An academic degree or some kind of professional training distinction is a mark of discipline. There's an understanding that you have done the work, you measure up to the standard and you're more likely to know what you're doing. There's a level of respect accorded to someone with some kind of distinction.
I find that University is not for learning things, per se. It's for learning how to learn. At least, that's the way I saw it and that's the way I've used my degree. How much information from my courses have I really gotten to use in my work? Well, nothing and everything.
I'm not doing the exact tasks from my courses, but I'm using the same skills that I learned while doing those tasks. These are some of the ones I remember:
How to Define the Problem
You can't really solve a problem unless you know what the problem is to begin with. Getting a handle on the problem is not as easy a task as it sounds. What exactly are you trying to do? What is the scope of the problem? What assumptions are you making? Are those reasonable assumptions to make with respect to the scope? What's the worst thing that could happen if you're wrong?
This is so fundamental, yet it's also amazingly easy to forget, professionally and personally.
How to Ask Good Questions
Knowing when/how to get help and how to ask questions is important. People always say, "there's no such thing as a stupid question", but that's just to be encouraging. There ARE stupid questions. If you keep asking stupid thoughtless questions, you'll lose the respect of those around you. But asking well researched, well thought-out questions shows you've done as much as you can which speaks to your integrity and work ethic.
How to Take Tests
You learn the ability to write exams. Is it fair to have three months worth of course work come down to a two hour exam? Sure, it is. Except it could be ten or fifteen years of your professional expertise under the microscope for fifteen minutes. Get used to it.
To have the entirety of what you know be measured in one moment is something that happens in life. All. The. Time. It happens in job interviews and that extends to business meetings. If you are a vendor, your client is going to want to know that they're going to get what they pay for before they award you the contract. You'll be evaluated in a few meetings at most. Instead of just selling yourself, like in a job interview, you're selling your company, your organization and your entire staff behind you.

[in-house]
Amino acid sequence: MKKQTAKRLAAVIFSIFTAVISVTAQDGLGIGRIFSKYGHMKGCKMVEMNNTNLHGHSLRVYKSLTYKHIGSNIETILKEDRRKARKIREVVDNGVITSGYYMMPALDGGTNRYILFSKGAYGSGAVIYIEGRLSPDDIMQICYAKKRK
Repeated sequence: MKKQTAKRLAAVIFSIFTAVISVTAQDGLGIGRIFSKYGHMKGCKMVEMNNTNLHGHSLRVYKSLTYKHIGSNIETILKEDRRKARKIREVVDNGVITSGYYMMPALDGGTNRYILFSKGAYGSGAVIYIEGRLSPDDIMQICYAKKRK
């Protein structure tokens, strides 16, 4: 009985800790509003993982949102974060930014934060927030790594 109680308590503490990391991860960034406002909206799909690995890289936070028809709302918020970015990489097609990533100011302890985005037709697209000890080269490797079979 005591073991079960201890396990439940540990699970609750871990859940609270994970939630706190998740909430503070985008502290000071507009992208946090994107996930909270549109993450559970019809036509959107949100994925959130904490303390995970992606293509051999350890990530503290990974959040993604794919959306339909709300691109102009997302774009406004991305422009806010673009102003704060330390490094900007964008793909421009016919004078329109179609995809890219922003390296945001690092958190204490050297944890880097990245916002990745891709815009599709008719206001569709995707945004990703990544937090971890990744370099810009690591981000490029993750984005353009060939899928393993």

Pressure of Deadlines
The pressure of deadlines is always there in school. Life is full of deadlines. Time limits are a reality in any line of work. School is a safe place where there are varying consequences of missing deadlines, but fortunately, few of them are that dire.
People are diverse in a University environment. Being involved in school things gave me the opportunity to work as a part of many different types of teams with different leadership and operation styles. You learn a lot about interpersonal dynamics working with group projects in class. Outside of class, there's student council, department student societies, clubs, etc. Each person has a role and their own responsibilities (President, Secretary, Treasurer, etc.) which is very similar to a corporate environment.
You learn to work with people who have different personality traits and that's important. You may also find lifelong friends and/or business partners.
Leadership is a part of it too. To be a good leader, I believe you have to first be a good follower/do-er. The leader has to understand what each person in their team is doing, be able to guide progress and juggle the project tasks between time, budget and functionality constraints. The three of them are almost ALWAYS conflicting.
These are not innate skills. It takes years and years of seeing examples and experiencing things first hand.